Fashion retailer Ted Baker is set to cut up to 500 jobs – a quarter of its UK workforce – as the coronavirus pandemic continues to cause havoc in the retail sector.
It has been reported that 200 of those job losses are set to take place across the firm’s stores across London.
Revenue fell 55% to £60.9m in the 11 weeks to 18 July 2020, ignoring the impact of exchange rates. This reflects a drop in store sales, which was not offset by better-than-expected online trading, according to the high street retailer.
Wholesale and licence revenue decreased 70% compared to 60% decline in the base case revenue scenario. The weaker performance reflects cautious ordering from store-based trustees since the early phase of the pandemic.
Ted Baker reported a loss before tax of £79.9m in the year to January 25, before the pandemic started to affect sales – causing a 1.4% fall in revenue. That compares to a £30.7m profit the previous year.
As at July 11, net cash was £56.7m, ahead of management expectations and reflecting actions taken to maximise cash and reduce expenditure. The net cash position reflects an aggregate £173m of net proceeds from the previously announced sale of the UBB and capital raise.
Excluding the fundraising proceeds Net Debt for the company would be £116.3m, an improvement during the past 16 weeks from the £137.8m Net Debt as at March 22 2020.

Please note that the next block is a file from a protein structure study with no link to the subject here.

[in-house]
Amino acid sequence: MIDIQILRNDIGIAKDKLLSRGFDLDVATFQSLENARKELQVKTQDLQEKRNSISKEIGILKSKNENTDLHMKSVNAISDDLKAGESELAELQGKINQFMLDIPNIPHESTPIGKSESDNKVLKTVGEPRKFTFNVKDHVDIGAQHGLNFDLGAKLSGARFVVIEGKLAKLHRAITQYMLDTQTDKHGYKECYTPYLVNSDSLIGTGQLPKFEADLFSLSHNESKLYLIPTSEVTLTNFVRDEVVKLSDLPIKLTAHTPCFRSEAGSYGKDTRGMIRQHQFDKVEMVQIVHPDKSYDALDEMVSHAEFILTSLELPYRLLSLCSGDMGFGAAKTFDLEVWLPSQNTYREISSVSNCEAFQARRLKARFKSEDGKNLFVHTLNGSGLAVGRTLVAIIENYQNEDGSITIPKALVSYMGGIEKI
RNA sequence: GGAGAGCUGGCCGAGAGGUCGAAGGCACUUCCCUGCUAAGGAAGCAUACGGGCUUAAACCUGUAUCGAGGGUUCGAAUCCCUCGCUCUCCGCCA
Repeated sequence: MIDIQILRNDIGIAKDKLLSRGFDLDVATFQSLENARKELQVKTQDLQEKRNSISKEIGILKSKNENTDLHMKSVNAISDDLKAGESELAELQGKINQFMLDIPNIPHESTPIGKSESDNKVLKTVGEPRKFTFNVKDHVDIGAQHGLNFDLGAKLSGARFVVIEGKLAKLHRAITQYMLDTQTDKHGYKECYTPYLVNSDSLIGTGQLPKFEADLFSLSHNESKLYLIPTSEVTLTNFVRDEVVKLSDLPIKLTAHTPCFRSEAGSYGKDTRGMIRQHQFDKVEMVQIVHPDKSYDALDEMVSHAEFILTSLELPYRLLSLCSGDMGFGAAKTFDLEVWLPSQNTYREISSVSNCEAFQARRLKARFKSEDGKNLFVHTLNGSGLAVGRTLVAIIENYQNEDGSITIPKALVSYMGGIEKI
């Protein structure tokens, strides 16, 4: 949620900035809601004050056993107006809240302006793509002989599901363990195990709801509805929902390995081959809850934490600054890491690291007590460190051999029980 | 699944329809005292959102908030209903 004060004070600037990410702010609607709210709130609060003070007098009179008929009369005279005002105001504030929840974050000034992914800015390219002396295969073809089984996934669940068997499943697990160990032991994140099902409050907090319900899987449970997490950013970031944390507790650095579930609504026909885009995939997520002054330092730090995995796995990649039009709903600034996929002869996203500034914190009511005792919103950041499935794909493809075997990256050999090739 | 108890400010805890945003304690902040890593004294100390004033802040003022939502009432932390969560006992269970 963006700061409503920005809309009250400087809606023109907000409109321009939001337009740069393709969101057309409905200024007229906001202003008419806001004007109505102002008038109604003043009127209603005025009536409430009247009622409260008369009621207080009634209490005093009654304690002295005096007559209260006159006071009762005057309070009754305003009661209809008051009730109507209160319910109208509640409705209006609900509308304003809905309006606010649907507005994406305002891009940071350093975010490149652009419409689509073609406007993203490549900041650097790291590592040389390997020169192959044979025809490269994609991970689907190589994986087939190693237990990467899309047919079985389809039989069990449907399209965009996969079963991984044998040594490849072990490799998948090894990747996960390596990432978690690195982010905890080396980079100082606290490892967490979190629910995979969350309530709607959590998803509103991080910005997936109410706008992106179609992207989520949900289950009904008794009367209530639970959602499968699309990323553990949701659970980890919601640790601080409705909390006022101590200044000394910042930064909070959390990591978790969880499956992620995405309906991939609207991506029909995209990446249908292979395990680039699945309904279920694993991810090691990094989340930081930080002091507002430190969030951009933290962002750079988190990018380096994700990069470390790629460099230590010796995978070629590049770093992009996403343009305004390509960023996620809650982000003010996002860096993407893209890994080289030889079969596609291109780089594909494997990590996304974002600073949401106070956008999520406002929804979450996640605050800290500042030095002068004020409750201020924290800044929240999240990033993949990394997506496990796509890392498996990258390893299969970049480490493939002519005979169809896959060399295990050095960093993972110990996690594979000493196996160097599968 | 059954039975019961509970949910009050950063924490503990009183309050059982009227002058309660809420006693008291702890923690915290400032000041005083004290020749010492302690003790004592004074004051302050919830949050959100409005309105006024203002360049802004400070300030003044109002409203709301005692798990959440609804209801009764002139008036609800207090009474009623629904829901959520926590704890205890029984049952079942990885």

As at July 18, the Company has £161.7m of available headroom on current bank facilities of £108m, with an additional £25m becoming available from September 2020.
Rachel Osborne, Chief Executive Officer, commented: “I am pleased with the early progress we have made in driving operational excellence and cost efficiencies since the launch of Ted’s Formula for Growth in June. Our customers are engaging with the brand and responding to our COVID19 promotional activity, as evidenced by our resilient trading over the past 11 weeks.
“Our performance is encouraging, but I caution that it is still early days, and we have a substantial amount of work to do over the next 12 months against a backdrop of significant uncertainty in the world. However, the Brand has an exciting future, and I am looking forward with cautious optimism that the initiatives currently underway across all areas of the business will bear fruit over the next 12 months.”
The shares rose 11.5% following the announcement.
Sophie Lund-Yates, Equity Analyst at Hargreaves Lansdown
A huge increase in online sales is an unexpected piece of positivity. There were concerns Ted’s higher price tags would have priced it out of the lockdown online shopping sprees, after all why spend big on an outfit no one was going to see? In an ideal world the group will be able to harness this digital surge to propel growth in the future, but this isn’t guaranteed. As the economic forecast worsens, there’s a real risk customers will put off buying Ted’s fancier frocks.
Ted hasn’t managed to change the tide either, with retail sales still taking a serious knock overall. Ted was struggling before the outbreak, so the pandemic came at an already precarious time. Crucially the group seems to be putting some legwork into improving its buying processes, which should ultimately feed into a stronger core business.
Overall there’s a lot of work to be done and executing a full blown strategic turnaround in the current climate is a tall order. The priority from here will be continuing to improve the brand proposition and getting tills ringing, but without slashing prices too much, otherwise profits won’t be able to reap the benefits. That’s a difficult thing to do in a marketplace that becomes more competitive by the day.